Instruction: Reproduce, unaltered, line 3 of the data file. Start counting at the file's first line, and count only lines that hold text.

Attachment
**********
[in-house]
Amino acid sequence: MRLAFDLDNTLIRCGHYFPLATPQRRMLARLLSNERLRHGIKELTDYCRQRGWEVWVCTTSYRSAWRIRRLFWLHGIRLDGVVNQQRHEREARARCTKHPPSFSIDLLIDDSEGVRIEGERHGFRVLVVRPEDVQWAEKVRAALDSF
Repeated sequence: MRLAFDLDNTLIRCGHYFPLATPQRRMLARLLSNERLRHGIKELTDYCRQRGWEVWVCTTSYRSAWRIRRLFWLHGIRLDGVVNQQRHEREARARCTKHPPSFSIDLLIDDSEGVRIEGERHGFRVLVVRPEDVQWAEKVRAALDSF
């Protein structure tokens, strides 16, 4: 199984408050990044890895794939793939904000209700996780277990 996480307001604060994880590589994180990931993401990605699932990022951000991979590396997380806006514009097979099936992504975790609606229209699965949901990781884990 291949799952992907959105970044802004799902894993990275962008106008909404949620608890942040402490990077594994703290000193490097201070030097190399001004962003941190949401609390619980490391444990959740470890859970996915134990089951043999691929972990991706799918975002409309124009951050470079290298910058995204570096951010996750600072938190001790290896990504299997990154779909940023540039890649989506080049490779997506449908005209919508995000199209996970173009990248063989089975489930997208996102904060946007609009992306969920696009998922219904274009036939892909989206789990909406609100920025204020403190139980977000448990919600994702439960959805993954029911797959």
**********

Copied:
Repeated sequence: MRLAFDLDNTLIRCGHYFPLATPQRRMLARLLSNERLRHGIKELTDYCRQRGWEVWVCTTSYRSAWRIRRLFWLHGIRLDGVVNQQRHEREARARCTKHPPSFSIDLLIDDSEGVRIEGERHGFRVLVVRPEDVQWAEKVRAALDSF